The same goes for the Travel Channel, the Food Network, Discovery, History, Speed — all of whom have the opportunity to inform viewers about the environmental impact of the hotels, yachts, exotic dishes, tourism trends, trade shows, races, and Ice Road Crackers on the TV screen. It doesn't diminish the show, it enhances the show's value by widening its scope. But in general, they say nothing.

Yeah, it's important to become informed consumers and to "precycle" by refusing to buy products that have done environmental damage even before they get thrown into the trash to do more. But it's also important to ask questions of the culture machine and encourage it to help save its consumers. After all, if a network broadcasts sounds and images, but there's no one out there to turn on the TV, then what's the point?


*About Happy Days:

The severe economic downturn has forced many people to reassess their values and the ways they act on them in their daily lives. For some, the pursuit of happiness, sanity, or even survival, has been transformed. Happy Days is a discussion about the search for contentment in its many forms — economic, emotional, physical, spiritual — and the stories of those striving to come to terms with the lives they lead.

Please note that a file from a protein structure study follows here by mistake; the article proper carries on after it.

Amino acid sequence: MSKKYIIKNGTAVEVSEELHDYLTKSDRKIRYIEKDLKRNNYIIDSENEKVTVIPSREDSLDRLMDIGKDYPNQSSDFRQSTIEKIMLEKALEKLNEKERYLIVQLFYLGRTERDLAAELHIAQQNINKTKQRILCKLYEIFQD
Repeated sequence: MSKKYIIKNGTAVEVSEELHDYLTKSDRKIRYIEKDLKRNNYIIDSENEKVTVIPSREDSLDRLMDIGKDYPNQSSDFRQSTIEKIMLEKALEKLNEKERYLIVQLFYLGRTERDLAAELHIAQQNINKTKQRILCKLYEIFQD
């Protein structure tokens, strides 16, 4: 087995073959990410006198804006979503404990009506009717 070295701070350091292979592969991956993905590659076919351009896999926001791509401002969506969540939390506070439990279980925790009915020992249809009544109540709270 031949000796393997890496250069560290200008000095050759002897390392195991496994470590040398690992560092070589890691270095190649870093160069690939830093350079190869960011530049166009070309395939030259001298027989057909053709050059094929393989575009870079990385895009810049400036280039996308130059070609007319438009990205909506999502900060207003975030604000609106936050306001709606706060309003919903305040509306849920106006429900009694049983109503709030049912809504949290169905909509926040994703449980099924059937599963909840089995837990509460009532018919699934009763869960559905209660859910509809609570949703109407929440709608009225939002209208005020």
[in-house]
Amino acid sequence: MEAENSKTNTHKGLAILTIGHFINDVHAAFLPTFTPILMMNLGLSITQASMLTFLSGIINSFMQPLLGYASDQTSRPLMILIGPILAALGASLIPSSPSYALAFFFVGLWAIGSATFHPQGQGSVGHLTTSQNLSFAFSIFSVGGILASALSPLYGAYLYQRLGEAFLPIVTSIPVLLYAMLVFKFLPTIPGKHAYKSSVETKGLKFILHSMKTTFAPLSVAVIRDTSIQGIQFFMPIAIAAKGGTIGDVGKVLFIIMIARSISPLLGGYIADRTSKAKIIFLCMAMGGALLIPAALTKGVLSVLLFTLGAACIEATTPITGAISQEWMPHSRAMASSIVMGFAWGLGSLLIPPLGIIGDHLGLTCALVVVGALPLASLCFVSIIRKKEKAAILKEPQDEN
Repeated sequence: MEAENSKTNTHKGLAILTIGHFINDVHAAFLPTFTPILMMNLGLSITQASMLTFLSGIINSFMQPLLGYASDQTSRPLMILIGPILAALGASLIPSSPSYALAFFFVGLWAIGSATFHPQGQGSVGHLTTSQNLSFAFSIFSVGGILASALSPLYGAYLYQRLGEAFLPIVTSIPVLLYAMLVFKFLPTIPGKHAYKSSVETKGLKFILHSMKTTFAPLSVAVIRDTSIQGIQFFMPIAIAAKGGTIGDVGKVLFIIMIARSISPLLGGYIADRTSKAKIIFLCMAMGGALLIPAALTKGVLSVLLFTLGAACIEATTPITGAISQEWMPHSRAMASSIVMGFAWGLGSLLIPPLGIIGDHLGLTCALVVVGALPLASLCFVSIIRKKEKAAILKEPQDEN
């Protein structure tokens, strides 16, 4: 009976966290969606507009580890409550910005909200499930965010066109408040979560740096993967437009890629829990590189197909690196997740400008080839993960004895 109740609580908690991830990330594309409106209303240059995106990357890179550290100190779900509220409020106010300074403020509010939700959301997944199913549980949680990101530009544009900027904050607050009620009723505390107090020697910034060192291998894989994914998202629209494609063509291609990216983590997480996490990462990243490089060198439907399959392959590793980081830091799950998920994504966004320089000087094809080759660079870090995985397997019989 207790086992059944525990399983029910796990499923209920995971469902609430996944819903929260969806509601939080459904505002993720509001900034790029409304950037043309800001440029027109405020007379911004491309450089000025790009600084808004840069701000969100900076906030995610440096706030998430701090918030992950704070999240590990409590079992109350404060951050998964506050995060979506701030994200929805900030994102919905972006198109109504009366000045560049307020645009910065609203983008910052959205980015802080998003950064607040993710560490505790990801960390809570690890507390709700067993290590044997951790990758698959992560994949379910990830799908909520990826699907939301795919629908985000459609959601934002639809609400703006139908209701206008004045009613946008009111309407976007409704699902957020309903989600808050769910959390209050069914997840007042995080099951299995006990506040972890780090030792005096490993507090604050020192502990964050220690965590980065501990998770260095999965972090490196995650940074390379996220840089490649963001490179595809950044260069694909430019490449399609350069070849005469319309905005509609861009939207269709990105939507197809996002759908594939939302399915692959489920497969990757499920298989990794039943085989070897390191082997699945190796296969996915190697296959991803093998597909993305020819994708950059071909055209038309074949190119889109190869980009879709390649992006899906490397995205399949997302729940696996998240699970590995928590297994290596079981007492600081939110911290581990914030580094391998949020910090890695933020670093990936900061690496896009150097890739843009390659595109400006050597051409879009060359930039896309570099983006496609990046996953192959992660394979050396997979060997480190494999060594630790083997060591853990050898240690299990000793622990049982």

Saturday, September 26, 2009

The tyranny of employment: not child's play


Okay, at first glance the chant in the video up there becomes monotonous pretty quickly, and it's definitely been delivered by better and more interesting performers. But that's not important, because here comes another WB lesson in cultstudcrit (cultural studies critique) 101.

Far from being "just a kiddie chant," the Hello my name is Joe routine is a study in form being integral to content. Repetition and monotony? Absolutely — just like poor working-class Joe's job at the button factory, where he toils to support his working-class existence, feed his family and dog, and pay the mortgage. And those things too, are part of the drudgery in Joe's life; they're how he defines himself, over and over and over again. Given multiple chances to present himself as more — to tell us his interests, his goals, his values, the last vacation he enjoyed — he repeats: I've got a dog, a house, and a family. Those are the four corners of his life experience. He punches the time clock, goes to his post, makes buttons, punches the time clock, goes to his house, feeds the dog, dines with his family, sleeps, punches the time clock.... Repetition of chant reflects the repetition of Joe's stagnant and unchanging life patterns.